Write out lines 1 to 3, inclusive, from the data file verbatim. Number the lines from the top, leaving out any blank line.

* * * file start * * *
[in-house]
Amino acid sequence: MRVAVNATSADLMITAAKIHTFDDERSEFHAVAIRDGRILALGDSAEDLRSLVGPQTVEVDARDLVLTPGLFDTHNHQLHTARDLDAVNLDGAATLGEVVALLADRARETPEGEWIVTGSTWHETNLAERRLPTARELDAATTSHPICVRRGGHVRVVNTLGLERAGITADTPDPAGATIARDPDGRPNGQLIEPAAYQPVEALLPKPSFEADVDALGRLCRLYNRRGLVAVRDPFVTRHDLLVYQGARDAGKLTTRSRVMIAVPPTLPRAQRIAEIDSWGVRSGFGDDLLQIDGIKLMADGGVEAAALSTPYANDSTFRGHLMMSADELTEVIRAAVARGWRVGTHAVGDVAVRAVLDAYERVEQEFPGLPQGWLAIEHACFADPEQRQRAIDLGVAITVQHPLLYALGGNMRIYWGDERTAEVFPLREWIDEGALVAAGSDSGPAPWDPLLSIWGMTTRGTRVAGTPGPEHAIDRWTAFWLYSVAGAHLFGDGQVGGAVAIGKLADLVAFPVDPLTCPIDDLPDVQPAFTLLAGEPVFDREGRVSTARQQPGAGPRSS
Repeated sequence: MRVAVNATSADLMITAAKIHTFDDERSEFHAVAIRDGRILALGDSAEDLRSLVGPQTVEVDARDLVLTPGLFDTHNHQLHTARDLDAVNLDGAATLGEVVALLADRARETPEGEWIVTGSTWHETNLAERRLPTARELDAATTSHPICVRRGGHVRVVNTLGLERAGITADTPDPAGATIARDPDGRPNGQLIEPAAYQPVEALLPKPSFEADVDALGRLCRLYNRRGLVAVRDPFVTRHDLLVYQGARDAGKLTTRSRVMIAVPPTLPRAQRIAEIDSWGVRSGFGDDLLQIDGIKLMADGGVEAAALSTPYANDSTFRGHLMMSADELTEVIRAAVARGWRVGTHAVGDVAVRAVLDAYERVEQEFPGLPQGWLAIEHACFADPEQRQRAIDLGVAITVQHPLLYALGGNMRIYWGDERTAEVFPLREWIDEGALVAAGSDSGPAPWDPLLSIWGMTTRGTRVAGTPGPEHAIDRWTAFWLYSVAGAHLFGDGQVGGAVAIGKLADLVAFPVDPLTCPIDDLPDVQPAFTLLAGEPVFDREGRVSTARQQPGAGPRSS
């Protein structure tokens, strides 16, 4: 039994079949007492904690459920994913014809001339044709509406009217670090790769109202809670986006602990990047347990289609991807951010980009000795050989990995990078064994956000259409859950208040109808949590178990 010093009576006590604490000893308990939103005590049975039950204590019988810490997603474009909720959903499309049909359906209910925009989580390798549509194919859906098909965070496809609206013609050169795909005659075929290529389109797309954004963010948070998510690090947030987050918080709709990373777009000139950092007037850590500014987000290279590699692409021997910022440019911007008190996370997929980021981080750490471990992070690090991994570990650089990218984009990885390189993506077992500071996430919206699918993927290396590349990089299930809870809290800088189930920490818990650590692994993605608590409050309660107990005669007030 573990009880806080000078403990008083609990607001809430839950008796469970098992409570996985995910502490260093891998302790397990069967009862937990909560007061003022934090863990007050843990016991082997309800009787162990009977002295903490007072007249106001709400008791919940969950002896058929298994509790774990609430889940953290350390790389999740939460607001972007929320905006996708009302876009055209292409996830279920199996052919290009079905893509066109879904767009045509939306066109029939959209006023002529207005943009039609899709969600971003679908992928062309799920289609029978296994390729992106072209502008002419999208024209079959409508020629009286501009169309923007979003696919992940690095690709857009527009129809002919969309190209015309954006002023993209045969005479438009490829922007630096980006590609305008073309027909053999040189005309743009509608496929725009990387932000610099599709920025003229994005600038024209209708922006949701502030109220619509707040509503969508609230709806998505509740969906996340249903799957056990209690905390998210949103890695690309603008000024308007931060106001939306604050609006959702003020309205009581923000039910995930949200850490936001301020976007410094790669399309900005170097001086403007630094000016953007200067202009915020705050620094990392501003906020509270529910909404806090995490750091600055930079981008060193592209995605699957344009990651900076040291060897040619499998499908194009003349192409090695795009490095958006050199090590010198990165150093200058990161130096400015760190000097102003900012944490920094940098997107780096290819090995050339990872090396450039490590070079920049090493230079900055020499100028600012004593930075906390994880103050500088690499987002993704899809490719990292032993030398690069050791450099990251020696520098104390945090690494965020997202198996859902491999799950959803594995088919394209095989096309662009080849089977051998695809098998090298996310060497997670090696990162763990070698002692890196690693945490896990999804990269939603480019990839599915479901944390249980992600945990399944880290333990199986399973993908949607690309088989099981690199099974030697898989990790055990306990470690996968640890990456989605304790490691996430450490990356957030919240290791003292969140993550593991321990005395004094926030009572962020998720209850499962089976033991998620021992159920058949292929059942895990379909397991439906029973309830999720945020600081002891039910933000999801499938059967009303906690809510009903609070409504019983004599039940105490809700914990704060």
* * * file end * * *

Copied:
[in-house]
Amino acid sequence: MRVAVNATSADLMITAAKIHTFDDERSEFHAVAIRDGRILALGDSAEDLRSLVGPQTVEVDARDLVLTPGLFDTHNHQLHTARDLDAVNLDGAATLGEVVALLADRARETPEGEWIVTGSTWHETNLAERRLPTARELDAATTSHPICVRRGGHVRVVNTLGLERAGITADTPDPAGATIARDPDGRPNGQLIEPAAYQPVEALLPKPSFEADVDALGRLCRLYNRRGLVAVRDPFVTRHDLLVYQGARDAGKLTTRSRVMIAVPPTLPRAQRIAEIDSWGVRSGFGDDLLQIDGIKLMADGGVEAAALSTPYANDSTFRGHLMMSADELTEVIRAAVARGWRVGTHAVGDVAVRAVLDAYERVEQEFPGLPQGWLAIEHACFADPEQRQRAIDLGVAITVQHPLLYALGGNMRIYWGDERTAEVFPLREWIDEGALVAAGSDSGPAPWDPLLSIWGMTTRGTRVAGTPGPEHAIDRWTAFWLYSVAGAHLFGDGQVGGAVAIGKLADLVAFPVDPLTCPIDDLPDVQPAFTLLAGEPVFDREGRVSTARQQPGAGPRSS
Repeated sequence: MRVAVNATSADLMITAAKIHTFDDERSEFHAVAIRDGRILALGDSAEDLRSLVGPQTVEVDARDLVLTPGLFDTHNHQLHTARDLDAVNLDGAATLGEVVALLADRARETPEGEWIVTGSTWHETNLAERRLPTARELDAATTSHPICVRRGGHVRVVNTLGLERAGITADTPDPAGATIARDPDGRPNGQLIEPAAYQPVEALLPKPSFEADVDALGRLCRLYNRRGLVAVRDPFVTRHDLLVYQGARDAGKLTTRSRVMIAVPPTLPRAQRIAEIDSWGVRSGFGDDLLQIDGIKLMADGGVEAAALSTPYANDSTFRGHLMMSADELTEVIRAAVARGWRVGTHAVGDVAVRAVLDAYERVEQEFPGLPQGWLAIEHACFADPEQRQRAIDLGVAITVQHPLLYALGGNMRIYWGDERTAEVFPLREWIDEGALVAAGSDSGPAPWDPLLSIWGMTTRGTRVAGTPGPEHAIDRWTAFWLYSVAGAHLFGDGQVGGAVAIGKLADLVAFPVDPLTCPIDDLPDVQPAFTLLAGEPVFDREGRVSTARQQPGAGPRSS